Are Medical Payments Made by an Insurance Company an Admission of Liability?
As discussed in a prior post, in Alabama, medical payments (“med-pay”) coverage is often written into personal auto liability insurance policies. Once a med-pay claim is made by an insured, an insurer becomes obligated to make the medical payment when its insured can show he suffered a bodily injury, as defined in the medical payments provision of the auto policy, in an accident (regardless of fault) and thereafter incurred medical expenses in the treatment of that injury.
However, the act of an insurer making a medical payment, standing alone, is not an admission of liability in the context of the insured also making a claim for uninsured/underinsured (UM/UIM) motorist coverage benefits. An insured is entitled to recover UM/UIM, when he has made a showing that he is legally entitled to recover damages from the owner or operator of a vehicle that is either uninsured or in excess of the tortfeasor’s available liability policy coverage. The term “legally entitled to recover damages” means that the insured must be able to establish that the uninsured/underinsured motorist is at fault for the accident. The burden is on the plaintiff to prove that the driver and/or operator of the other vehicle involved was uninsured or underinsured.
It is much easier for an insured to satisfy the burden requiring the insurer to make medical payments, than to establish liability for a UM/UIM claim. Therefore the fact of payment of med-pay benefits standing alone is insufficient to create a reasonable inference that the insurer was admitting liability and had made a determination internally that it was liable. “The fact of payment of medical, repair, and similar expenses made in an attempt to compromise or settle a claim, whether before or after litigation is commenced, standing alone, is not sufficient to create a reasonable inference one way or the other as to a defendant’s assessment of its liability.”
Where an insurer is unable to show that the insured, by making medical payments to the insured, was admitting liability and was not merely attempting to settle or compromise on the insured’s claim against it, the evidence of a made medical payment is not sufficient to establish liability and is inadmissible at trial. Relatedly, where there is no evidence from which a fact finder could reasonably infer that an insurer ever admitted liability for damage or injury sustained by the insured, evidence that a medical payment was made is likewise inadmissible. Under these circumstances, a trial court commits reversible error “in allowing the plaintiff to introduce evidence of, and to comment on, the fact that” defendant had made medical payments to the plaintiff.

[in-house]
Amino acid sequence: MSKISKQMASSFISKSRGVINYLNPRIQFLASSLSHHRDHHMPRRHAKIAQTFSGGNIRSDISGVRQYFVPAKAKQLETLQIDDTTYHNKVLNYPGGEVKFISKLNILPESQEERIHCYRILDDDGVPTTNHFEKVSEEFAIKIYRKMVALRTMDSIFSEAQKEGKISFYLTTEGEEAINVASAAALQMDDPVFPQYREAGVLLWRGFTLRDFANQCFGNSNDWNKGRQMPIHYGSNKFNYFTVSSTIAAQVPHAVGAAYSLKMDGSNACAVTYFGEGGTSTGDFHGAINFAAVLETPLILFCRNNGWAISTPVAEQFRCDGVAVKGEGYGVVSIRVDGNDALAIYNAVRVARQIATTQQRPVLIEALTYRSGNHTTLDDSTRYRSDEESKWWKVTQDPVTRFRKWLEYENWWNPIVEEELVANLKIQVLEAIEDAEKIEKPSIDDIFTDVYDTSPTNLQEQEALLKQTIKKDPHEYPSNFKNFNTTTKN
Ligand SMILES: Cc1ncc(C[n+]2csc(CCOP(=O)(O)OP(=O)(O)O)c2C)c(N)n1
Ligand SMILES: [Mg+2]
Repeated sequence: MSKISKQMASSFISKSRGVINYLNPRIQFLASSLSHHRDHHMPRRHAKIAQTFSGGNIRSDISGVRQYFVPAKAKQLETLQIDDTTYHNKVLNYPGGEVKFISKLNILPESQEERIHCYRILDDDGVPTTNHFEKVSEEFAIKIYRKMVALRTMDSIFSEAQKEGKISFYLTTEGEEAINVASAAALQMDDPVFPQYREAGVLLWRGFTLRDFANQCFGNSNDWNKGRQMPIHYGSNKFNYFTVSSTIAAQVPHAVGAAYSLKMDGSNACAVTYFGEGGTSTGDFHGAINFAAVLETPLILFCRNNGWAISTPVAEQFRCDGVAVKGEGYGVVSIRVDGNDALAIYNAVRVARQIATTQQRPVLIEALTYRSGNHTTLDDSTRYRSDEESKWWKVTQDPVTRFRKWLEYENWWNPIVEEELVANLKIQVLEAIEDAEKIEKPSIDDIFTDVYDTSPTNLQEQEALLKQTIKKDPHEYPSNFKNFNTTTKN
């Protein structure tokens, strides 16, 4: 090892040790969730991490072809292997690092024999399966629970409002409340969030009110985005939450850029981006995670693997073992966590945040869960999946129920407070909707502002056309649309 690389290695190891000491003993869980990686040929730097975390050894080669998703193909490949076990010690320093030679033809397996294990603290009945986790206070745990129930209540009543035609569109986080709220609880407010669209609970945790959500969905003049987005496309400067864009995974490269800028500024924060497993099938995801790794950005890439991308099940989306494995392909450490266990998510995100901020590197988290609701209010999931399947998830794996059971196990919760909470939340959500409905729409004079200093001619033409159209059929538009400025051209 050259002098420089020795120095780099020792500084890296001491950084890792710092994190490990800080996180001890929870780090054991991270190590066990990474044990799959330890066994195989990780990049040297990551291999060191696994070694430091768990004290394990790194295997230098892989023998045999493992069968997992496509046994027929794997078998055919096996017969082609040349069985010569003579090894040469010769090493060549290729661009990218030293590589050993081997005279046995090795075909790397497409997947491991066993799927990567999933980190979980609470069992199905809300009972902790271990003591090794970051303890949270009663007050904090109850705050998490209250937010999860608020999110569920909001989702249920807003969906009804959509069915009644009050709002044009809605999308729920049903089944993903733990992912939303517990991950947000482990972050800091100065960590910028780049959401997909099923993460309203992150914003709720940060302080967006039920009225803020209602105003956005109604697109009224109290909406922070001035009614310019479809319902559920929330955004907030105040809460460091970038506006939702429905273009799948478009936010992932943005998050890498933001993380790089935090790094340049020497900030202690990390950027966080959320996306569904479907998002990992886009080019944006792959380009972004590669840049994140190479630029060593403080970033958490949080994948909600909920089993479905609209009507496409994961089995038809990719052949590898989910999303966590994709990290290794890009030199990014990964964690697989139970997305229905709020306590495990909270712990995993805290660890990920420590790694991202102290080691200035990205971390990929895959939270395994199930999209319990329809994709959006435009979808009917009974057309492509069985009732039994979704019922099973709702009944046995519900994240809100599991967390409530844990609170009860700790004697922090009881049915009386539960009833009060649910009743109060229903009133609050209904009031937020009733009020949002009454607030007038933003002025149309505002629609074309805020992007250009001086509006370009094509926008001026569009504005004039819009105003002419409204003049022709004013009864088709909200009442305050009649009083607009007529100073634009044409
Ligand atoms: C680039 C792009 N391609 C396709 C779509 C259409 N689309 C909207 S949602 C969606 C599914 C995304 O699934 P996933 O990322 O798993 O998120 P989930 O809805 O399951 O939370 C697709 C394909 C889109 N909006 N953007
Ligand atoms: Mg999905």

See State Farm Mut. Auto. Ins. Co. v. Griffin, 286 So.2d 302 (Ala. 1973).
 Lowery v. Ward, 662 So. 2d 224, 228 (Ala. 1995).
 Ex parte Proactive Ins. Corp., 668 So.2d 512 (Ala. 1995).
 Lowery, 662 So.2d at 227-28; see cf., Norfolk Southern R.R. v. Thompson, 679 So.2d 689, 695 (Ala. 1996). The Supreme Court of Alabama held in Lowery v. Ward that documents related to the insurer’s partial payment for plaintiff’s damages were not admissible as evidence of admission of liability by the insurer. The Lowery Court extensively cited Universal Underwriters Ins. Co. v. Sherrill, in which evidence of med pay benefits were admitted as evidence to the jury; however, the Lowery Court distinguished its case from that of Sherrill where the evidence of med pay benefits was used in answering a question of coverage, not of liability. “The evidence of payment of the medical benefits in Sherrill was proper, because the payment could be taken as an admission of liability under the terms of the policy. In the present case, however, the plaintiffs failed to show that Alfa, by paying for the damage to the plaintiffs’ automobile, was admitting liability and was not merely attempting to settle or compromise the plaintiffs’ tort claim against its insureds.” Lowery, 662 So. 2d at 228-29.
 Ex parte Proactive Ins. Corp., 668 So.2d at 512.